This is Kerr Grabowski, a wonderful artist who gives great workshops. She invented a technique called Deconstructed Silk Screen. You can read all about it at http://www.kerrgrabowski.com/dsp.htm. Even if you understand silk screen printing, deconstructed printing is not intuitively simple. So I'm not going to try to explain it here. Just let's say that the technique allows you to have images on your screen, which you can print several times, each print falling apart a little more than the last.
Kerr taught this technique to my friend Rayna Gillman. Rayna showed it to me. I came up with the idea of using a thermofax screen to print an image on the silk screen and then deconstructing that. Yes, extremely confusing. But it was great fun when Rayna introduced me to Kerr, and I was able to show her my variation of her technique.
So, going to Peters Valley, my plan was to master this variation of Deconstructed printing. I printed:
Here is a piece of crochet sewn atop a deconstructed print of that crochet.
The lettering here is deconstructing - each print shows a little less of the letter (look how the top letters are empty!)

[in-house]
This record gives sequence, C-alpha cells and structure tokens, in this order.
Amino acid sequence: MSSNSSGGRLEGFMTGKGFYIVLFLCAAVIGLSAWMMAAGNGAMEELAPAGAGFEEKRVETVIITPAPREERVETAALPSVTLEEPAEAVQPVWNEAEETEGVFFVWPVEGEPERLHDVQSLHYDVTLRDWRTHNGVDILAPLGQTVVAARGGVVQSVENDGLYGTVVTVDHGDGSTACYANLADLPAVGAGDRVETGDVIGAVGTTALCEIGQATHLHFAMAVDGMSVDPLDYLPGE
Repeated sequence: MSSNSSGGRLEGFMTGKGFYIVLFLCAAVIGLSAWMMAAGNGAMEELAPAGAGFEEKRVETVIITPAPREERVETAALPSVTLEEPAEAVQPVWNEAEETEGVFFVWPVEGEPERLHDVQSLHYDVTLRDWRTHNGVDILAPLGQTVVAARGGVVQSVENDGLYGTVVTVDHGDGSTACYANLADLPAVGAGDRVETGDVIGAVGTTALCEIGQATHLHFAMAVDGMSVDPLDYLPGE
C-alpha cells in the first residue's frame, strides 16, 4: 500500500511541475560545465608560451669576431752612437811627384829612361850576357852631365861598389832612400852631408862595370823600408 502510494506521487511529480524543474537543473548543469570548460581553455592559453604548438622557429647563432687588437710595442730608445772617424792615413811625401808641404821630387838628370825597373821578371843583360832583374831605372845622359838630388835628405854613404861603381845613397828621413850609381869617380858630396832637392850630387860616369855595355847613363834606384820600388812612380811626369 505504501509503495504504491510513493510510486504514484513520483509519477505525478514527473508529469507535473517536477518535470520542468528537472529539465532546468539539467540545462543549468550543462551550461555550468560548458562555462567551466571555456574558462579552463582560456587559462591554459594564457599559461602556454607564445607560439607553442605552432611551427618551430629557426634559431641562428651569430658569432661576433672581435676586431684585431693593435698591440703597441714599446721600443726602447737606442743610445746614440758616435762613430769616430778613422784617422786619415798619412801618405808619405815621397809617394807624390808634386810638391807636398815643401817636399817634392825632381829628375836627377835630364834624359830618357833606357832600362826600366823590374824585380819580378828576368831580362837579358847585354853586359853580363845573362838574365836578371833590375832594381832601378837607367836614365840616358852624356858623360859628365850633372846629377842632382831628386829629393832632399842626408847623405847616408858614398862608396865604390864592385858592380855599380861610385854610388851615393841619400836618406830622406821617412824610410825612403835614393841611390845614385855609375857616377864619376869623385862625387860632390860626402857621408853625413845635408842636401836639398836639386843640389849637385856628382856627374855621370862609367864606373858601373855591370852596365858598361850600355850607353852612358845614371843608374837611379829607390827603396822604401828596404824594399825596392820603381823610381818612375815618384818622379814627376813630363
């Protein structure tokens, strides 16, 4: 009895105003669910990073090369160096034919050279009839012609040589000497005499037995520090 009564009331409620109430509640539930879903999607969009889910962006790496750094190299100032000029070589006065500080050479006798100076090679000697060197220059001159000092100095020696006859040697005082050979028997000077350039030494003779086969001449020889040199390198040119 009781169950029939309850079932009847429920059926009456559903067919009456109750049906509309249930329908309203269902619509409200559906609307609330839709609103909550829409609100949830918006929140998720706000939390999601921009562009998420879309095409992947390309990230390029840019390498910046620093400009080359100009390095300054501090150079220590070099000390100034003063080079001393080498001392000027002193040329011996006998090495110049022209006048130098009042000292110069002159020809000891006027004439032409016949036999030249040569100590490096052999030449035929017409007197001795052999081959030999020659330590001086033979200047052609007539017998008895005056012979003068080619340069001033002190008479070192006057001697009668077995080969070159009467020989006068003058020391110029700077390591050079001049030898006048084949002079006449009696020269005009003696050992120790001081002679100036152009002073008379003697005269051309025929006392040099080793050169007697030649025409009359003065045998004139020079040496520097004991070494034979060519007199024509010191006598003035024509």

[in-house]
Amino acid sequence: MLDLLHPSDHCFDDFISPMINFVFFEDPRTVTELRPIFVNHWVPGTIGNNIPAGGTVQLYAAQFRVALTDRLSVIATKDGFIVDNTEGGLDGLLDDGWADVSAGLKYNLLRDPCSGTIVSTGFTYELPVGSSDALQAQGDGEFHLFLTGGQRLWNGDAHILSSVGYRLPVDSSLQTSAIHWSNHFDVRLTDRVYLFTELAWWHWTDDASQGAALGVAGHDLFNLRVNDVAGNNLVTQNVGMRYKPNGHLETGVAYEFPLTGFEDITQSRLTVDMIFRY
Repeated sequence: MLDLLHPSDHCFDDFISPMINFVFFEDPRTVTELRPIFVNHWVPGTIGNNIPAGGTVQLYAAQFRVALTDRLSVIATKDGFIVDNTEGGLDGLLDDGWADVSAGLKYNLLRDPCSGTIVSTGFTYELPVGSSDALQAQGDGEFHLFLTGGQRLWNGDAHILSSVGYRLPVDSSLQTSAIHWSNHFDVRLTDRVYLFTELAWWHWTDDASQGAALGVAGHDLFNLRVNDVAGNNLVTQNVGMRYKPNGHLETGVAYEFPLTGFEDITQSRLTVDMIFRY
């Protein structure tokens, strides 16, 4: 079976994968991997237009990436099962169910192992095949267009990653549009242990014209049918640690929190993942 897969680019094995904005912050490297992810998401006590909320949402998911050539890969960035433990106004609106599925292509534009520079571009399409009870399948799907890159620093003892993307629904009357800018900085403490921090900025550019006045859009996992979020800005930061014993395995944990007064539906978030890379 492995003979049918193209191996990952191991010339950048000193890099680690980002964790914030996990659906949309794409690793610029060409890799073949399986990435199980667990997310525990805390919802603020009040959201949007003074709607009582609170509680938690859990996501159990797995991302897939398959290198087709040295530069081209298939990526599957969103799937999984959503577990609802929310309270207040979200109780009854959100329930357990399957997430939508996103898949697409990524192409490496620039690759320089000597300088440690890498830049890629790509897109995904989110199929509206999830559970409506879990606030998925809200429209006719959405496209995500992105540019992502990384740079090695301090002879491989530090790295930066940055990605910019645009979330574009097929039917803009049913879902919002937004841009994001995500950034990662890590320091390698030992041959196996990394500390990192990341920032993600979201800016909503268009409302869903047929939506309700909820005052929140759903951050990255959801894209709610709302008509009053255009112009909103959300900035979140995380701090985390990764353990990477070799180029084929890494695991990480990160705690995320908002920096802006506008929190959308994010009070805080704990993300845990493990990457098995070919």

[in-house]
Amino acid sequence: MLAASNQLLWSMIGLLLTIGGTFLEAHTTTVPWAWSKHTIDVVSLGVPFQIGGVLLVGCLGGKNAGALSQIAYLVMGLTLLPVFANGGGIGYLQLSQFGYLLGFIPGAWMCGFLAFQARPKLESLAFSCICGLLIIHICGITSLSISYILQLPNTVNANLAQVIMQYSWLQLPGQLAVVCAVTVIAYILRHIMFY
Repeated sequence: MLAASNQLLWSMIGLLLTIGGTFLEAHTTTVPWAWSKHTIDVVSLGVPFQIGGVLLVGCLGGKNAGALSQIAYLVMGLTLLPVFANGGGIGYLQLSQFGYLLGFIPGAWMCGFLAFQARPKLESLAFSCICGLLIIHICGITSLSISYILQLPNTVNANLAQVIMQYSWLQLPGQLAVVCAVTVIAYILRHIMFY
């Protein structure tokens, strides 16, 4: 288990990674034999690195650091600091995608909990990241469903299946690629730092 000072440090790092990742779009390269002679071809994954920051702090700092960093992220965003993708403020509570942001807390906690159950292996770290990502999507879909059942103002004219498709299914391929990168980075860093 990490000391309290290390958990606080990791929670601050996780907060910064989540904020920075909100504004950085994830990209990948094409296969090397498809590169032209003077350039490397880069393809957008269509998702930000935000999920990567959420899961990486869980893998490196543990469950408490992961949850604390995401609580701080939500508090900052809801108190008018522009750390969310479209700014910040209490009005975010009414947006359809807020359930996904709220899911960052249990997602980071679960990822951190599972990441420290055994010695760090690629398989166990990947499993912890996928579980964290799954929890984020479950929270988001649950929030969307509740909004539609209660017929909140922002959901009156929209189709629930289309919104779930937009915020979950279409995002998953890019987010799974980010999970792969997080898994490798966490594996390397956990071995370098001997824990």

Quilt yo-yo's and tape lace are sewn over their printed images.
A photo of clothespins, made into a thermofax screen, printed on to a silk screen, and deconstructed on to damask linen.
And because I never know when to stop, I tried doing deconstructed discharge, letting discharge paste dry on the screen and then printing on dyed cloth. I ironed that one outside in high wind, as great toxic clouds blew off. I won't do that one again, but it gave some interesting results:
I printed on silk (bronze dye printed on silk has an incredible gold edge!) on cotton and linen. I tried every possible variation to my variation. I created a wealth of printed material that I still haven't completely exhausted, all these years later.
So that's the color, the framing and the printing. Next week, you'll see the results in my Domestic Archaeology series .